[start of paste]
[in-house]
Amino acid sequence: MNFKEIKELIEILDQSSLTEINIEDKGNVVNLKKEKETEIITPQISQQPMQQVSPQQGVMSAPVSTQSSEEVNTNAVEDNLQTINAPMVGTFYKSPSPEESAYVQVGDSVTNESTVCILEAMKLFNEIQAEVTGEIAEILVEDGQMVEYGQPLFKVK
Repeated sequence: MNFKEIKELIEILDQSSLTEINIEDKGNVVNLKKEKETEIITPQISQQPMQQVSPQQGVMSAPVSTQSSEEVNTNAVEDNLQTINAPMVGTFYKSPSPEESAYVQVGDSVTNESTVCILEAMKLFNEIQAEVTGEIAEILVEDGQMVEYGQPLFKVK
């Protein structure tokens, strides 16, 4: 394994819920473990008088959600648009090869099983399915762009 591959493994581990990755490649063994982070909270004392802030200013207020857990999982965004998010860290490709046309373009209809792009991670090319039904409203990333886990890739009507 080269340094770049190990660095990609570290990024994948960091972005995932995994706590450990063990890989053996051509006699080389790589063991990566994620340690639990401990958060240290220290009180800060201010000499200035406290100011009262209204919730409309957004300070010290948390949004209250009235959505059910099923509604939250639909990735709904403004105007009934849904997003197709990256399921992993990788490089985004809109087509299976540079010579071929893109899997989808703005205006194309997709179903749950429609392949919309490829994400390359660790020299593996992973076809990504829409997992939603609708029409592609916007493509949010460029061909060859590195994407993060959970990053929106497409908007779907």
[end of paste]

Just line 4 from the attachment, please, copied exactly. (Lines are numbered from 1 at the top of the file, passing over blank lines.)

């Protein structure tokens, strides 16, 4: 394994819920473990008088959600648009090869099983399915762009 591959493994581990990755490649063994982070909270004392802030200013207020857990999982965004998010860290490709046309373009209809792009991670090319039904409203990333886990890739009507 080269340094770049190990660095990609570290990024994948960091972005995932995994706590450990063990890989053996051509006699080389790589063991990566994620340690639990401990958060240290220290009180800060201010000499200035406290100011009262209204919730409309957004300070010290948390949004209250009235959505059910099923509604939250639909990735709904403004105007009934849904997003197709990256399921992993990788490089985004809109087509299976540079010579071929893109899997989808703005205006194309997709179903749950429609392949919309490829994400390359660790020299593996992973076809990504829409997992939603609708029409592609916007493509949010460029061909060859590195994407993060959970990053929106497409908007779907």